Sunday, May 25, 2014

The DBCB Mobility Project: Lats [Video]

Last week we covered the shoulder rotators. This week, we'll move directly down from there to the latissimus dorsi muscle, better known as the lats. Improving your lats mobility will help in overhead positioning, i.e. getting your arms extended overhead. "Why is he talking about overhead positioning for dragon boat?" you may be asking yourself. Well if you think about it, the A-frame setup is essentially an overhead position. We tend to focus on getting more extension by rotating more, but we can also get extension by getting better in the overhead position and reaching our arms as far out as possible. Some paddlers actually bend their top arm in an effort to compensate for poor overhead mobility.  So work on your lats and you may lose your bent elbow!

A quick anatomy lesson

Lats highlighted in red. Picture courtesy of Wikimedia Commons.
The latissimus dorsi muscle extends from under your armpit all the way down to your back. The muscle is responsible for the adduction, extension and internal rotation of the arm. In other words, it's damn important for dragon boating. The bottom and top arms should have the lats firing on the stroke as the bottom arm has an adduction movement, and the top arm has a slight internal rotation on the down drive. Without realizing it, you've been getting a lats workout every time you dragon boat. Chances are you haven't done much at all to stretch your lats, and tight lats can contribute to poor extension into an overhead position and even shoulder pain.

The test

Lats Test
Not sure if you have tight lats? There's a way to test it out. The results may surprise you.
First lie down (on your back) on the ground. Bend your knees at 90 degrees and plant your feet to the ground. Adjust your back so that your lower back is on the floor; you shouldn't see or feel a gap between your lower back and the floor. Reach your arms straight up to the ceiling. Keeping your arms completely locked out, slowly drop them overhead as far as them will go without forcing (and remember to keep your lower back on the ground the whole time!). If your hands can reach the floor, then you have pretty good lats mobility. If your entire arm can lie flat on the floor, then you have outstanding lats mobility. If your arms are floating in the air, then you have tight lats but the following exercises will help you with that.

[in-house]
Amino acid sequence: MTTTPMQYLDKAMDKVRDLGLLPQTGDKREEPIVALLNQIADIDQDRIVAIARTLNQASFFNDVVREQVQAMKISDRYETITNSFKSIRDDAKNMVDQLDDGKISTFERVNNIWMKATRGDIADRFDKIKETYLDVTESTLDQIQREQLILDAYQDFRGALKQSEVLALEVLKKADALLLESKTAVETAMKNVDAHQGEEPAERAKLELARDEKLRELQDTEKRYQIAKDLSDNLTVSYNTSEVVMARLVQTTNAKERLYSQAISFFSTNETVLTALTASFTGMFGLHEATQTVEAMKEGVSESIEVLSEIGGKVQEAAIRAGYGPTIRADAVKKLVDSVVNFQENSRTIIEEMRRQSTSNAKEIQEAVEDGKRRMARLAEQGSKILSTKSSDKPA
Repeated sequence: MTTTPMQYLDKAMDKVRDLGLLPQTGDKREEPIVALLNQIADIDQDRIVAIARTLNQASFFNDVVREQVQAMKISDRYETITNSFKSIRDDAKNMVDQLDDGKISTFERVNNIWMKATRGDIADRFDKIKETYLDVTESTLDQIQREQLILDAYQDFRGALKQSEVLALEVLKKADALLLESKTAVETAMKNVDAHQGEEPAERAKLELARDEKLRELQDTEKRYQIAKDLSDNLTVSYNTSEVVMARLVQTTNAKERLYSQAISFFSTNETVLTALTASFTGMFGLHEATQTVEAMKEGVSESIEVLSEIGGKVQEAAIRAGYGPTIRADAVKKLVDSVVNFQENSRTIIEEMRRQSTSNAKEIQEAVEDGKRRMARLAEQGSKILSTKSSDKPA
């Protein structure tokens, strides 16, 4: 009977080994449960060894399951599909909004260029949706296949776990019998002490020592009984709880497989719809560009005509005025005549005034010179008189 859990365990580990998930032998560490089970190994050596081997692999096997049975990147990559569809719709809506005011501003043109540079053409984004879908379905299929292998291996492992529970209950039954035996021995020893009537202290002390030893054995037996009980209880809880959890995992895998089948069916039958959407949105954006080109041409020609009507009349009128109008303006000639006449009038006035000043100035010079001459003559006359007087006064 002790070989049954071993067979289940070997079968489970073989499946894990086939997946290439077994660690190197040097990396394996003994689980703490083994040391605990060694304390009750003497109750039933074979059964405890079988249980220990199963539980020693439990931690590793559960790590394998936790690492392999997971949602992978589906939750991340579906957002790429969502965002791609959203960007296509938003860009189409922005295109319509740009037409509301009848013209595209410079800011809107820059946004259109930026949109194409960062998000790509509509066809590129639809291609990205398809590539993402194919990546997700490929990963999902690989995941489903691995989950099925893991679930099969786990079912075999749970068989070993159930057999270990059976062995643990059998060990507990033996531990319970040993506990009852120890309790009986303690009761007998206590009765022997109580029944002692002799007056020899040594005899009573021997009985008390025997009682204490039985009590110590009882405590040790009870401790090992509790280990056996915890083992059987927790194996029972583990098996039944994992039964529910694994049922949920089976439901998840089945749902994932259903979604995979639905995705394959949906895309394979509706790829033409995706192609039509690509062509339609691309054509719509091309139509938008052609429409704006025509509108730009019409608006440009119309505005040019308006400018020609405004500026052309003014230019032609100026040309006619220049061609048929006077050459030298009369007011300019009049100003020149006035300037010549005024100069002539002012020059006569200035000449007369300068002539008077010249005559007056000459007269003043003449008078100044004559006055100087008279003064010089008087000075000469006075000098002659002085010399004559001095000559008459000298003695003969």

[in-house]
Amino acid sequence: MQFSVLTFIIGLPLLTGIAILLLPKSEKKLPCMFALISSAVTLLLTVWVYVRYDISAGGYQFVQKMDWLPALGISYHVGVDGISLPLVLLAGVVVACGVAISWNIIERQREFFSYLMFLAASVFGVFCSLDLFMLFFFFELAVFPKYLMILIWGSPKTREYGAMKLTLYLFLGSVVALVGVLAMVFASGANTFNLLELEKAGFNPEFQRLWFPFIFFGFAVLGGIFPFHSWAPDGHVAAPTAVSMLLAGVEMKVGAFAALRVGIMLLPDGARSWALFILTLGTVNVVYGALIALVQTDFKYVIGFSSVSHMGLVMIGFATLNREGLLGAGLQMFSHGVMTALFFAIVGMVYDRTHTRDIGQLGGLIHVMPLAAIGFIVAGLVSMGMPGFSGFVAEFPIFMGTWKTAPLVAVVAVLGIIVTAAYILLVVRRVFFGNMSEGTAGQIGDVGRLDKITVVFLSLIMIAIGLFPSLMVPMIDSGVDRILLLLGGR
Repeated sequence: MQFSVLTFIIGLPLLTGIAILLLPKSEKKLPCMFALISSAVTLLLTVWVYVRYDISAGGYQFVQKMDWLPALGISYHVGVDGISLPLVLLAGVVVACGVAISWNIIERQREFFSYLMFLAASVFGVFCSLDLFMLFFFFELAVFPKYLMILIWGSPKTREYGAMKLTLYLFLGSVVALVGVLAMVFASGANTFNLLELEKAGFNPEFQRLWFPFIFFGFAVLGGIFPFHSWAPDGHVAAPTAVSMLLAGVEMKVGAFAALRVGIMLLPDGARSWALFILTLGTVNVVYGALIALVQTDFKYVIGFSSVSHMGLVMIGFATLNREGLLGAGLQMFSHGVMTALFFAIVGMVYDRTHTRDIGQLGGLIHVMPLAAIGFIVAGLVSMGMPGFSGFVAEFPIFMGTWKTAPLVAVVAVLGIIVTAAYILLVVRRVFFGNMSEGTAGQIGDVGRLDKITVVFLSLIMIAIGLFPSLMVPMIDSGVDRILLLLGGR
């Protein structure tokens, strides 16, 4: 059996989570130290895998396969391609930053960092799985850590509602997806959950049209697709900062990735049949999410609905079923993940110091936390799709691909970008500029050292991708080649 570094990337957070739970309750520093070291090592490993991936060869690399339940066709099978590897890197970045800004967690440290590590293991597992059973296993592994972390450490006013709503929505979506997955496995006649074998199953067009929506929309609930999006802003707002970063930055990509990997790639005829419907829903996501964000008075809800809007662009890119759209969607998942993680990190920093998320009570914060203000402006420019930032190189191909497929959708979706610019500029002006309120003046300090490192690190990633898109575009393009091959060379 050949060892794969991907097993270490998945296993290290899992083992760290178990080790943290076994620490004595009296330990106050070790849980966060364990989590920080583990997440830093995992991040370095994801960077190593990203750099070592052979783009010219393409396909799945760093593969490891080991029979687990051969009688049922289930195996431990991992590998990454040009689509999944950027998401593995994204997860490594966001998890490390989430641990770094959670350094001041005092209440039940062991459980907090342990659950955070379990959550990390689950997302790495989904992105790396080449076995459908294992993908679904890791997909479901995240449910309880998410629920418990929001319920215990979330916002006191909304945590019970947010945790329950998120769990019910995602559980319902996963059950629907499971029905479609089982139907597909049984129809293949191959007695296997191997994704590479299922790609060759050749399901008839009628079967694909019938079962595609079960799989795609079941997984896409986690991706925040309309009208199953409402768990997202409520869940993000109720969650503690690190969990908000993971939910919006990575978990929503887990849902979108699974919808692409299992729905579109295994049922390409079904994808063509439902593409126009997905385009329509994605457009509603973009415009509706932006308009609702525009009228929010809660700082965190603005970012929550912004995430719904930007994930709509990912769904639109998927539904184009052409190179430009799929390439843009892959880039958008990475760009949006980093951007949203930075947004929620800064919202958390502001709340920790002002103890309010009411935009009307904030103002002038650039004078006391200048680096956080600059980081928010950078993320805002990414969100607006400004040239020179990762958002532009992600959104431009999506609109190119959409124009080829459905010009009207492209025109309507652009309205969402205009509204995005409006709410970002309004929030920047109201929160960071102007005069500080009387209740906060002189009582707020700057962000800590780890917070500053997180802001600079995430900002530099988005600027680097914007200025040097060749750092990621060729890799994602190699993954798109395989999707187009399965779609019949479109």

The exercises (4 options)

There are multiple ways to work on those lats and I'm going to go through 4 different options: 1 with a foam roller, two with a lacrosse ball, and one with just your body.
Foam roll on lats
The first method is to lie down on the ground and roll onto your side. Position the foam roller at your lats (starting from the arm pit and moving down to your back). From this position, you can just smash it (apply weight into the foam roller), contract & relax your lats as you smash, or roll the muscle. You should do this for about 3 minutes on each side.
Lacrosse ball smash
Your second option is a small variation of the first, but will work the muscle much better. Instead of using a foam roller, place the lacrosse ball on your lats (starting from the arm pit) and slowly move it down while smashing. You won't be able to roll the full muscle with the ball, but since it's a smaller and harder material, you will be able to dig much deeper into the muscle. This method will hurt a lot if you have tight lats.
Standing lacrosse ball smash and roll
Third option is a variation of the second option but with a little less pain. Instead of lying on the ground (which puts a lot of your body weight into the lacrosse ball), stand up against a wall. Raise your arm and place the ball on your lats and lean into the wall. You can adjust how much pressure by leaning more or less into the wall. You can also get a little bit of a roll by moving up and down. If your overhead position is too limited to raise your arm and get onto the wall, then use a yoga block (or similar object) to give yourself a little more distance from the wall.
Modified triceps stretch
The last option is actually a stretch for your triceps and lats. Go into the regular triceps stretch (lift one arm, bending at the elbow and grab the elbow with your other hand). Now get back next the to wall (facing sideways), and place your raised elbow against the wall. Lean into it to get a good stretch in your lats. Hold this position for 30 seconds to a minute and switch sides.

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